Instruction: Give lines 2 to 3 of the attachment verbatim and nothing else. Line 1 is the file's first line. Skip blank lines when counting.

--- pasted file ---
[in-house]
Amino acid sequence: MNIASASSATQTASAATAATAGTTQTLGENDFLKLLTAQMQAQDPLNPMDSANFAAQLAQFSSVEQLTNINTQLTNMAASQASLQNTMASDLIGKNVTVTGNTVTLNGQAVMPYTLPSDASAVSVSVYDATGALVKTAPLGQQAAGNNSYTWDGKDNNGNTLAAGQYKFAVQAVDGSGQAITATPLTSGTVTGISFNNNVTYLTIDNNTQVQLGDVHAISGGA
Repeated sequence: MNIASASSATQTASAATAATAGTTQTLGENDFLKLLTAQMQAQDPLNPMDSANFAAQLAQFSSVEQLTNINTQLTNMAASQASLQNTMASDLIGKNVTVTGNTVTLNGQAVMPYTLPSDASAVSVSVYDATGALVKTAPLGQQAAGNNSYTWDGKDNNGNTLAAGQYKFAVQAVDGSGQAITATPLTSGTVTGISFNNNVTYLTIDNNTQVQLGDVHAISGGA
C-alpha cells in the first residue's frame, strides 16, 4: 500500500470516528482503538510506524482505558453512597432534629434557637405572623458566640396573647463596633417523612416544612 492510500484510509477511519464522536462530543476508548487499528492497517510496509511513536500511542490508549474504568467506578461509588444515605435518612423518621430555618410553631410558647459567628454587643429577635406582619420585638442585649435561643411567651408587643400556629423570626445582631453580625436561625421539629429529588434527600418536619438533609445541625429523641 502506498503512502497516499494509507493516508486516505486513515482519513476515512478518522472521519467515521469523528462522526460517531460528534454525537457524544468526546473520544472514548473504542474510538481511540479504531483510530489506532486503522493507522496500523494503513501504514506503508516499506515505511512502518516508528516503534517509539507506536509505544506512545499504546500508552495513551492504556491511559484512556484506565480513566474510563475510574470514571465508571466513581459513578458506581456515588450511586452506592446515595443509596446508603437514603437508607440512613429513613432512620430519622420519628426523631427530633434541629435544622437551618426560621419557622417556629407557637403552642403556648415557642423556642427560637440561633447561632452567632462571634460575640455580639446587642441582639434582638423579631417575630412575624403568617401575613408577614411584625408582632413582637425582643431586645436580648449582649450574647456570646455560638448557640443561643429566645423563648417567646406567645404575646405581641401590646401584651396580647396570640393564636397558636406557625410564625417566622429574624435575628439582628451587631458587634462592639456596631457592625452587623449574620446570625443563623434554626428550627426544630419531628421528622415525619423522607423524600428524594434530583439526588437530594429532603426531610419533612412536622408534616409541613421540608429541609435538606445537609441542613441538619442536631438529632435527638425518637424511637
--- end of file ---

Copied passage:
Amino acid sequence: MNIASASSATQTASAATAATAGTTQTLGENDFLKLLTAQMQAQDPLNPMDSANFAAQLAQFSSVEQLTNINTQLTNMAASQASLQNTMASDLIGKNVTVTGNTVTLNGQAVMPYTLPSDASAVSVSVYDATGALVKTAPLGQQAAGNNSYTWDGKDNNGNTLAAGQYKFAVQAVDGSGQAITATPLTSGTVTGISFNNNVTYLTIDNNTQVQLGDVHAISGGA
Repeated sequence: MNIASASSATQTASAATAATAGTTQTLGENDFLKLLTAQMQAQDPLNPMDSANFAAQLAQFSSVEQLTNINTQLTNMAASQASLQNTMASDLIGKNVTVTGNTVTLNGQAVMPYTLPSDASAVSVSVYDATGALVKTAPLGQQAAGNNSYTWDGKDNNGNTLAAGQYKFAVQAVDGSGQAITATPLTSGTVTGISFNNNVTYLTIDNNTQVQLGDVHAISGGA